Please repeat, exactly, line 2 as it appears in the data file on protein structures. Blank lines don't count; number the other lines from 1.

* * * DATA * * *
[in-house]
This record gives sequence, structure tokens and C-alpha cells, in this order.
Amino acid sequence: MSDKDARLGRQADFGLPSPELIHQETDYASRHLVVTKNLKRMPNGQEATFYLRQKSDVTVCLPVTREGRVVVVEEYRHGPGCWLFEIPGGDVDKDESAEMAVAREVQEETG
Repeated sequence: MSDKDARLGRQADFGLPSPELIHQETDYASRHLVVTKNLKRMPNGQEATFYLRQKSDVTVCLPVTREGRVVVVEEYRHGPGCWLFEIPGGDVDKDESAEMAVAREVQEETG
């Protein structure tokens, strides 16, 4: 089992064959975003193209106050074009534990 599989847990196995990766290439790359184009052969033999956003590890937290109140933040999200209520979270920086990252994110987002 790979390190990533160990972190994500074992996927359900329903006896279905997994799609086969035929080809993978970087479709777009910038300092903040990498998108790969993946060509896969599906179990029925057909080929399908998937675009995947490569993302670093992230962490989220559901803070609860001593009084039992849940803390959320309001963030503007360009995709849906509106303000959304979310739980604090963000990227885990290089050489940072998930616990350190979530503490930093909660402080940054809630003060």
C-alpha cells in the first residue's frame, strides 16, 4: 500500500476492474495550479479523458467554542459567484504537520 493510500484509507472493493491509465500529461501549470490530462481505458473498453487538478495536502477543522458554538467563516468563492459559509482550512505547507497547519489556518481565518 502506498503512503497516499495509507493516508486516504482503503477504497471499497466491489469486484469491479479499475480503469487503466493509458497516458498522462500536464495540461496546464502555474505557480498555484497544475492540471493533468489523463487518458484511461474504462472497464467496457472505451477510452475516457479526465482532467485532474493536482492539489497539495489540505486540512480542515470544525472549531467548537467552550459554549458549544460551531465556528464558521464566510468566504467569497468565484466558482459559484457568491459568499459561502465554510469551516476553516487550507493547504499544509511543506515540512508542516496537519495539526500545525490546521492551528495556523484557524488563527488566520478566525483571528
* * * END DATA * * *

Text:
This record gives sequence, structure tokens and C-alpha cells, in this order.